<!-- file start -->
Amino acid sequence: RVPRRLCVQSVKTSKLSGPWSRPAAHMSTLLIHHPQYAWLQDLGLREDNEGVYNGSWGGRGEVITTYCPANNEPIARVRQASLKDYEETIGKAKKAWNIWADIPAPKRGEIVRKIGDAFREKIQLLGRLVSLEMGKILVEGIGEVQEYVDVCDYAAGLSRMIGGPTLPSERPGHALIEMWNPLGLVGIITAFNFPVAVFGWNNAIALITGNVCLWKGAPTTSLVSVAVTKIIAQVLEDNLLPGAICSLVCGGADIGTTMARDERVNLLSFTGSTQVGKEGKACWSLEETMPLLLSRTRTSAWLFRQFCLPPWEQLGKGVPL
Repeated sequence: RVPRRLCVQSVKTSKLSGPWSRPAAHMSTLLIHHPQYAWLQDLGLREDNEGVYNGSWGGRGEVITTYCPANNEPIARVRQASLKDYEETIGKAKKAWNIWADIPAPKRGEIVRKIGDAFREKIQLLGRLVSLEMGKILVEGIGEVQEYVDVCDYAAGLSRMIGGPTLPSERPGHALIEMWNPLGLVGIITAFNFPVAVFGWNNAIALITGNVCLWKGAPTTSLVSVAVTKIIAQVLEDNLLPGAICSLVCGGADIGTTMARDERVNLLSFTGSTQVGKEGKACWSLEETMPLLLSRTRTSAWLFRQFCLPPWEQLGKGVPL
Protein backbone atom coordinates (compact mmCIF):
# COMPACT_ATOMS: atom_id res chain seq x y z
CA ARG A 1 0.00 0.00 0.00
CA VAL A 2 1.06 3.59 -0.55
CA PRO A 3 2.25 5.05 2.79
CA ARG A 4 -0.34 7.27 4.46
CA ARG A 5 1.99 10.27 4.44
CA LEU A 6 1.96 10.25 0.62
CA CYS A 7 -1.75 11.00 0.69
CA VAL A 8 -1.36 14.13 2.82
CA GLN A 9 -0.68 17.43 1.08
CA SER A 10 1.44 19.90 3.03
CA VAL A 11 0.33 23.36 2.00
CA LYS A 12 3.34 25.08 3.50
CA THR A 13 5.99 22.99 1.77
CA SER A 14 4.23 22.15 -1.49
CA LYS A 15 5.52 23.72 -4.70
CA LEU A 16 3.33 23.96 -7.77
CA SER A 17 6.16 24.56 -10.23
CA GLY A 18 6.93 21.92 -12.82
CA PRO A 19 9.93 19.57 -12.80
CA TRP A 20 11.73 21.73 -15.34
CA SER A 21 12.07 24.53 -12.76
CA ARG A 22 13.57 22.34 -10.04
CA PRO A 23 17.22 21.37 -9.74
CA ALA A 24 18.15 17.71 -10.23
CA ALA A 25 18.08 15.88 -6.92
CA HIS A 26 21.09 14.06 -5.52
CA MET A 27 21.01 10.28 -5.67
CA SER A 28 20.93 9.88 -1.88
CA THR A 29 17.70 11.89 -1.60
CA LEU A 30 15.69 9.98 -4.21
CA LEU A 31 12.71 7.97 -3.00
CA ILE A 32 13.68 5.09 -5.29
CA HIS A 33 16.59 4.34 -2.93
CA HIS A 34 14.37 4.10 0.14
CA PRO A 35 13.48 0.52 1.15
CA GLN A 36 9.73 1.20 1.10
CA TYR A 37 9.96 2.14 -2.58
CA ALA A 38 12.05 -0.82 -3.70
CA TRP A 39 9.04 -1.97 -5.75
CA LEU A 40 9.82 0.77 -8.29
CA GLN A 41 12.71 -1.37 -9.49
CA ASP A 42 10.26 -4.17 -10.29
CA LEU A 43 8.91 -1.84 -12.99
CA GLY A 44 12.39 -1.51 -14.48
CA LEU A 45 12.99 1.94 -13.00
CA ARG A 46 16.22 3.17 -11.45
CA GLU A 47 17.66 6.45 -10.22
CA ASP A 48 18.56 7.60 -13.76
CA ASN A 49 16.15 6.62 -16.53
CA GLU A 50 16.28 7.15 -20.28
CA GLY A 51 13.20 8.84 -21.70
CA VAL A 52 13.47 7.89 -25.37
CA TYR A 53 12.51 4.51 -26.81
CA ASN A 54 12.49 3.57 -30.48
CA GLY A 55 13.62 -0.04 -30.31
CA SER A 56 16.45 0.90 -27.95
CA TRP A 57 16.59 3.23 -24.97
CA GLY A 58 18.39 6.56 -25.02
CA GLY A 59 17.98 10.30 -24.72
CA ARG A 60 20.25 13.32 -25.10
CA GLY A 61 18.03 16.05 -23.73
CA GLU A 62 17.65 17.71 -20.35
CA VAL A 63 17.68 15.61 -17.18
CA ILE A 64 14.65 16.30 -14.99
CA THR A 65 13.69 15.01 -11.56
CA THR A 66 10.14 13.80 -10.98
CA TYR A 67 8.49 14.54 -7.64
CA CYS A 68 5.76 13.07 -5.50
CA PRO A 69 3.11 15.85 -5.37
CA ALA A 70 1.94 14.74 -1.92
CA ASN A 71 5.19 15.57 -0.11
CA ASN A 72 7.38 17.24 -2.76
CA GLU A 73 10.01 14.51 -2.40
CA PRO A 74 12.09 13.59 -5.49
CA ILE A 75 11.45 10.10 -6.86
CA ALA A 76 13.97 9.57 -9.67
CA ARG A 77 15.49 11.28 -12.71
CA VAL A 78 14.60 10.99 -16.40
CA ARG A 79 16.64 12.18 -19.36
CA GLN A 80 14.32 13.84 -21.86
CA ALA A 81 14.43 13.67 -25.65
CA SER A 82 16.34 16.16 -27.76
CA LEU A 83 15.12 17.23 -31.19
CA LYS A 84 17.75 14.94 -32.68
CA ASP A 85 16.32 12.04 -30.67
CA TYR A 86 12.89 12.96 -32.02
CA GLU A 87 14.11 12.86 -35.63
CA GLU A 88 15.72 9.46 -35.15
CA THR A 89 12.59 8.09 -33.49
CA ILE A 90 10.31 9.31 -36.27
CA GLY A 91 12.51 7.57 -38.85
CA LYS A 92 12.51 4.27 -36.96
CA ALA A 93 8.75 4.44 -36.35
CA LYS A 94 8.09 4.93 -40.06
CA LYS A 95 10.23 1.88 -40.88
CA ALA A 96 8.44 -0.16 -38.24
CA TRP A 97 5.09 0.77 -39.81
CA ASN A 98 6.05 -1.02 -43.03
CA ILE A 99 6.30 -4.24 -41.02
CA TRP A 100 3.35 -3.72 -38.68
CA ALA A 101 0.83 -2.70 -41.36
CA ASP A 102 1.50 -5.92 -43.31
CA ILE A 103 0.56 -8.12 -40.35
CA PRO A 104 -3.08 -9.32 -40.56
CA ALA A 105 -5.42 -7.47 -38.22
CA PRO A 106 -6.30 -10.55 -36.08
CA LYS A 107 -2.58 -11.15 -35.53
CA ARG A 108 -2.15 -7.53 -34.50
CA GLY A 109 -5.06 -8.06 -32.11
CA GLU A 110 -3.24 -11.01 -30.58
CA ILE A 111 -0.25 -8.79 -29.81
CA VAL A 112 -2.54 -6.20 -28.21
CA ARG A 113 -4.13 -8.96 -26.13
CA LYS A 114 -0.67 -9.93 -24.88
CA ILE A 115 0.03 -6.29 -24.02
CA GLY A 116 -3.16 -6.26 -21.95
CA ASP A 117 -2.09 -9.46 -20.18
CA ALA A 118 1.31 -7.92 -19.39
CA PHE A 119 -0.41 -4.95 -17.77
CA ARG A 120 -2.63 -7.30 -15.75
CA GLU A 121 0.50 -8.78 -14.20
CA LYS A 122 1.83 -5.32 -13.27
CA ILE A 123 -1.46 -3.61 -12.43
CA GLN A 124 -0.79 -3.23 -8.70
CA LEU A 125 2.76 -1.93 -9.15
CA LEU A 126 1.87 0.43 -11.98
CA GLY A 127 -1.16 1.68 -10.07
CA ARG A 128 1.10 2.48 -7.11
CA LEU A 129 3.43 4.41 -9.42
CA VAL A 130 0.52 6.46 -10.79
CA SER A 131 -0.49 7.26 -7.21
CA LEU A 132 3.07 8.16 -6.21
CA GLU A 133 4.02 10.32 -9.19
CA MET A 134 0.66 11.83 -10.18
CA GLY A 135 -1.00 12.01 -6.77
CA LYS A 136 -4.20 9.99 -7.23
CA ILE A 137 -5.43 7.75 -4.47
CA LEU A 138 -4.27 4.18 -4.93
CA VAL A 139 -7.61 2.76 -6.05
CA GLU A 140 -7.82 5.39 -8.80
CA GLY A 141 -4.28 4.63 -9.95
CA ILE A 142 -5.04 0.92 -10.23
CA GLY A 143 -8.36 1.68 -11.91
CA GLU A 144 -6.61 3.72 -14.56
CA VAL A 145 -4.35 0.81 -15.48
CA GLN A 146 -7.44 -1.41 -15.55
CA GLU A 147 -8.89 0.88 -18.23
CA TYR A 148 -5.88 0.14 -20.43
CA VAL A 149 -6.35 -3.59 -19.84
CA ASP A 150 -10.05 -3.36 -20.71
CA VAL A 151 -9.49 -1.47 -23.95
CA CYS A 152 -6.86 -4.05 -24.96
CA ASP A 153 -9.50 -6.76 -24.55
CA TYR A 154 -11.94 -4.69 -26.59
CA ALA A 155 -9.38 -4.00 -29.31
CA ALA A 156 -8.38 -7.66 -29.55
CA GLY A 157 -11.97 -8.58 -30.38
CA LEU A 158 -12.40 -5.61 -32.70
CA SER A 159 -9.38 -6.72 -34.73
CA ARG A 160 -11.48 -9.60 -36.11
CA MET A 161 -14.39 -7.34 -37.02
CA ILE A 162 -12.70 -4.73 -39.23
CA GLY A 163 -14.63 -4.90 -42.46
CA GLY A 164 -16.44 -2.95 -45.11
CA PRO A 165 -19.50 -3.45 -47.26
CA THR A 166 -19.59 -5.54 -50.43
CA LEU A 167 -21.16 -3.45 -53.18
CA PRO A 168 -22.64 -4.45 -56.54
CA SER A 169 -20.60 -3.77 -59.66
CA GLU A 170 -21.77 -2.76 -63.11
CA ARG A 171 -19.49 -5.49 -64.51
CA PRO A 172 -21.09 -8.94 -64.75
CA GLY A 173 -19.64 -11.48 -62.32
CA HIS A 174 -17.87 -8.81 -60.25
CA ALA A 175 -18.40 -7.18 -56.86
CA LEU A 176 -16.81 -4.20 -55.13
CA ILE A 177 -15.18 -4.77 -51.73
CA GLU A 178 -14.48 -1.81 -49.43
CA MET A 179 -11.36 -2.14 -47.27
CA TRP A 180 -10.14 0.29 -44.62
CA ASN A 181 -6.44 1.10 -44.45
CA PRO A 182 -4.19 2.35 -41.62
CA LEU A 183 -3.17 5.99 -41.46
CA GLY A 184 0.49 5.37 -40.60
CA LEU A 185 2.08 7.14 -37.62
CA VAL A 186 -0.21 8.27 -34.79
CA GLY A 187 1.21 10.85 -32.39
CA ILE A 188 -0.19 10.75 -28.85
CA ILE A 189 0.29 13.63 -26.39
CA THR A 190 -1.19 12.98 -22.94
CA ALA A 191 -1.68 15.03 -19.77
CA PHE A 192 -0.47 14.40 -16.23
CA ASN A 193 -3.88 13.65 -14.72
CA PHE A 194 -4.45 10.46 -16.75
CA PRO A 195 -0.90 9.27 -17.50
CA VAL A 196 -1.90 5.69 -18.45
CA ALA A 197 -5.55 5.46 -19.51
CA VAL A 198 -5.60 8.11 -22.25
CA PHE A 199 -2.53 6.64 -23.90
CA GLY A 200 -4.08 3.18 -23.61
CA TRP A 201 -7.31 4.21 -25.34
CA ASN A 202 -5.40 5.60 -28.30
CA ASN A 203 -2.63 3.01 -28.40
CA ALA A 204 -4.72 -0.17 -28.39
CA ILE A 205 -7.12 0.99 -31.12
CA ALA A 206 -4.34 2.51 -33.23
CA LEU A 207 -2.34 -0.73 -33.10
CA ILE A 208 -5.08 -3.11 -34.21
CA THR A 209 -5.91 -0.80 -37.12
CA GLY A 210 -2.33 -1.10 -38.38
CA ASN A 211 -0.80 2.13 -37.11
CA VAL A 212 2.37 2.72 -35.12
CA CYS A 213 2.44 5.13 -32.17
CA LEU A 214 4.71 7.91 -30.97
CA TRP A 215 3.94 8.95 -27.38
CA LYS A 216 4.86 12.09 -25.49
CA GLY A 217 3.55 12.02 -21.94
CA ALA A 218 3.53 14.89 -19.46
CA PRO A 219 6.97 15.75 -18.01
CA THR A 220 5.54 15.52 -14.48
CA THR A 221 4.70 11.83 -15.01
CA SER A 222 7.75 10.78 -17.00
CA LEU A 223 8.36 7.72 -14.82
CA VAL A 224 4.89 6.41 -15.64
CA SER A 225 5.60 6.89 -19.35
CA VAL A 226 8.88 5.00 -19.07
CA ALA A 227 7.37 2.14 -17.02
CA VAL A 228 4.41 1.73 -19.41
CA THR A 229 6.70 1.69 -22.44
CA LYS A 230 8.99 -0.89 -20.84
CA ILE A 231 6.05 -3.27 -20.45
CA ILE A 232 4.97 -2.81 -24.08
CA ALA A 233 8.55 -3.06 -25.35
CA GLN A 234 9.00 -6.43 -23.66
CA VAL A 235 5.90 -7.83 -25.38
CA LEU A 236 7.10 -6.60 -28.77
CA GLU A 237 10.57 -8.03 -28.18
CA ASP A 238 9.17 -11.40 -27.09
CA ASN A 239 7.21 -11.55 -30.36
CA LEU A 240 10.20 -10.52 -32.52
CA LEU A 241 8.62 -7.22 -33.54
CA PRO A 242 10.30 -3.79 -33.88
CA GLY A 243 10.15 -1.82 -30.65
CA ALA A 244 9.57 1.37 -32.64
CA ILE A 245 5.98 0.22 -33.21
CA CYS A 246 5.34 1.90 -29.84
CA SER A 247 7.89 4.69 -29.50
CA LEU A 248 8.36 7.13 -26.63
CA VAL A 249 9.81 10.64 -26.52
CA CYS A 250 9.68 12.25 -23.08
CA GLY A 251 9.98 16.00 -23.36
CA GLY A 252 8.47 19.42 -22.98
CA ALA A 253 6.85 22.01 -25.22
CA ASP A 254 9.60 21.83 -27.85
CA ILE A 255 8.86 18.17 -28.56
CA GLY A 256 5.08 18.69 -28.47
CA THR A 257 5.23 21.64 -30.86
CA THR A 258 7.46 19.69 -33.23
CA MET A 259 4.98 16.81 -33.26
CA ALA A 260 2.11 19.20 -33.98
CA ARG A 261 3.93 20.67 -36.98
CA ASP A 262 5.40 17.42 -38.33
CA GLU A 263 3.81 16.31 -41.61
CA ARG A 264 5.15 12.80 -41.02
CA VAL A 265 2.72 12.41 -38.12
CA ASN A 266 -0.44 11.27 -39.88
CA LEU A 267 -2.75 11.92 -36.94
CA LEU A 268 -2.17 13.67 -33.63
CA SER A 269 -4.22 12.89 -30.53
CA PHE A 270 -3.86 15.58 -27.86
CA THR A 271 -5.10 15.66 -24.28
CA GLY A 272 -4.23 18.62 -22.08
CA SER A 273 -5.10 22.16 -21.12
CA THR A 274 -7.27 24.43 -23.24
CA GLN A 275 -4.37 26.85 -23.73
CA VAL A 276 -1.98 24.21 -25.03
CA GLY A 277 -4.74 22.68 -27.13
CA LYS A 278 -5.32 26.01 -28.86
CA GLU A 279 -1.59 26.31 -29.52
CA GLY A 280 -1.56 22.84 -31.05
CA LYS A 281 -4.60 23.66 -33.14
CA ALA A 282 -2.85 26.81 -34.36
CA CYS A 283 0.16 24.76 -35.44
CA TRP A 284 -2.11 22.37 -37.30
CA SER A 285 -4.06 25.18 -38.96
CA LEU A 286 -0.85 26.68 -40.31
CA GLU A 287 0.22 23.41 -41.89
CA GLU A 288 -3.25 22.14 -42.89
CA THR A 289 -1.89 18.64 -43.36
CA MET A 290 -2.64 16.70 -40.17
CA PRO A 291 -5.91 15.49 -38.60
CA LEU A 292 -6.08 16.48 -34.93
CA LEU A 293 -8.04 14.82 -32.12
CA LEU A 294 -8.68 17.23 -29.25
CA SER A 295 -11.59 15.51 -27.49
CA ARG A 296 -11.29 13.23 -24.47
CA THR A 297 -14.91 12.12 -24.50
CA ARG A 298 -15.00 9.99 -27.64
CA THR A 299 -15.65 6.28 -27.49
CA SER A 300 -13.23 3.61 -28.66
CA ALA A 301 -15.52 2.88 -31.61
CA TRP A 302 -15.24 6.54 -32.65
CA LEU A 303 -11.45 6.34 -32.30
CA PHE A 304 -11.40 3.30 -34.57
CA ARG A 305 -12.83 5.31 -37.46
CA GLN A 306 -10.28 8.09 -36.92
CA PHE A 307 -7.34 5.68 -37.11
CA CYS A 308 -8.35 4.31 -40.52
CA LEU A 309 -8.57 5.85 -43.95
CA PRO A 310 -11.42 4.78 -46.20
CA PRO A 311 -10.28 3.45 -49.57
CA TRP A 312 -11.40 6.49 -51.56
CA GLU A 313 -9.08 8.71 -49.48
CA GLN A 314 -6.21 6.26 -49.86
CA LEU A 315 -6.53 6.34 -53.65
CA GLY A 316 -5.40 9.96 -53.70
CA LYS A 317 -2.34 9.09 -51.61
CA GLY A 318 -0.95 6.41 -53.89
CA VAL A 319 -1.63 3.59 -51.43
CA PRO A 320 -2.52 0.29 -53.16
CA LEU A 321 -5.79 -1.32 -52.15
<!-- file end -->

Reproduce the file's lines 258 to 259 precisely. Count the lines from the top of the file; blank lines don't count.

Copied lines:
CA ASP A 254 9.60 21.83 -27.85
CA ILE A 255 8.86 18.17 -28.56